For some time a book about Starbucks – ‘Everything But the Coffee’ – has sat upon the ‘to read’ pile on my desk. Today in Milan I had the opportunity to hear the company’s executive chairman, Howard Schultz, speak, and I can now guarantee that the very next book of ANY kind that I’ll be reading will be about Starbucks. (Schultz has also written about his experiences at Starbucks – these are going on the must-read list.)
Starbucks has always posed a bit of a conundrum for me, as I prefer the artisan, bespoke, pokey little cafes of my homeland and have avoided the ubiquitous Starbucks with its odd collections of beverages with slightly weird names. Overseas travels have made me seek out the familiar from time-to-time and, like McDonalds, Starbucks represents the smells, sights and language of the familiar (coupled with free wi-fi).
I had to reflect on my bias after hearing Schultz speak of the commitment he has to the teams of people who work for/with him, however. His earnest drive to make the world a better place could be sceptically received but his passion for a values-based business won me over.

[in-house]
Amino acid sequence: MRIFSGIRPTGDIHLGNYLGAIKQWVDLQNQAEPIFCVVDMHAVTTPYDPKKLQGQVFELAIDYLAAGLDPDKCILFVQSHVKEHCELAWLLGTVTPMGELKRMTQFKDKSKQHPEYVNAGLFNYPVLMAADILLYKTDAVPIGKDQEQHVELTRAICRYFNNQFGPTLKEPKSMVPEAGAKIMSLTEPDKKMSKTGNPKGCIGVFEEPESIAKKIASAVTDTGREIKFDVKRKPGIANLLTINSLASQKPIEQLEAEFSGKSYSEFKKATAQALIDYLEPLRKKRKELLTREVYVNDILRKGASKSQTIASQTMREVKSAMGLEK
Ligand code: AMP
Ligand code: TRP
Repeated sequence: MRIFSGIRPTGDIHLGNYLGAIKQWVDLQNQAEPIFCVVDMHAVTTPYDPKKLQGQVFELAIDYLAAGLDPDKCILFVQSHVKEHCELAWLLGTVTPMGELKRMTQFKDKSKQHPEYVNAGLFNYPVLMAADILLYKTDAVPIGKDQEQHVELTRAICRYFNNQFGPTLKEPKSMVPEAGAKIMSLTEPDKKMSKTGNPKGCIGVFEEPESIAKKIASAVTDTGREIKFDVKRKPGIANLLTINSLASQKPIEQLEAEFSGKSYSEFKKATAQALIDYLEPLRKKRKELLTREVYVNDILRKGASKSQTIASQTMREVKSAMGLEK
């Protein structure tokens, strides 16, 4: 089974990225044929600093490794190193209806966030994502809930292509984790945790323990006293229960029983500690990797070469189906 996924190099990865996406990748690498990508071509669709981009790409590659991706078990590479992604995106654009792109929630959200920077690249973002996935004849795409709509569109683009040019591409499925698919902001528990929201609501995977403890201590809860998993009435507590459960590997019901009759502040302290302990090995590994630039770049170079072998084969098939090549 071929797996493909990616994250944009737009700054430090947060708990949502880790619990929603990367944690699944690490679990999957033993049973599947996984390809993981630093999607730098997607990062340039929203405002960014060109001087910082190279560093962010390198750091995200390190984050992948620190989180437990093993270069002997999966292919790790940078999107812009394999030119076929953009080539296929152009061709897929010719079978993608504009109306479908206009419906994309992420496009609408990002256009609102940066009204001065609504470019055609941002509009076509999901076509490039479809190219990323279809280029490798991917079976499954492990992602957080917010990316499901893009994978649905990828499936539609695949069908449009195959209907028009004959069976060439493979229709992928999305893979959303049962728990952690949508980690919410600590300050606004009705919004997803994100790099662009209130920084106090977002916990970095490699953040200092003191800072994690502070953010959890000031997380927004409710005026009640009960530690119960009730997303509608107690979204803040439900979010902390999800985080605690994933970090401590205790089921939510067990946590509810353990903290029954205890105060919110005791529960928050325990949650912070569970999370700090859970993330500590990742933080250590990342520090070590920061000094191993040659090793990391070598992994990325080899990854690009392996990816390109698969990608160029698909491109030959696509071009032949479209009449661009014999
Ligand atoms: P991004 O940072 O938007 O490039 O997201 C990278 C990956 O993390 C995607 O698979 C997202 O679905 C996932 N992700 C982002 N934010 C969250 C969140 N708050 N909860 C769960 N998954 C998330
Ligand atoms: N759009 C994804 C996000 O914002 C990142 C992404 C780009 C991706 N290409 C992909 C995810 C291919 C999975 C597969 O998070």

To illustrate, Schultz described an incident during the 2008 GFC when a shareholder contacted him and suggested that by removing Starbucks-provided health insurance the company could avoid a potential financial failure. Schultz refused the suggestion. By doing so, he put his concern and commitment for his staff above business, a risky position considering that the company’s failure would make health insurance moot. Instead he sent a signal to the company that they would continue to trade and that the human cost of financial stability was too high. His position’s clearly paid off, as Starbucks continues to go from strength to strength.
Sitting in the audience listening to someone who fought for a better life for the people in his company was refreshing and humbling in a time when profit seems to triumph over most things, often even food safety. Bravo Mr Schultz, the standing ovation you received was appropriate.
Just don’t expect me to utter the word ‘frappuccino’ … anywhere, or anytime.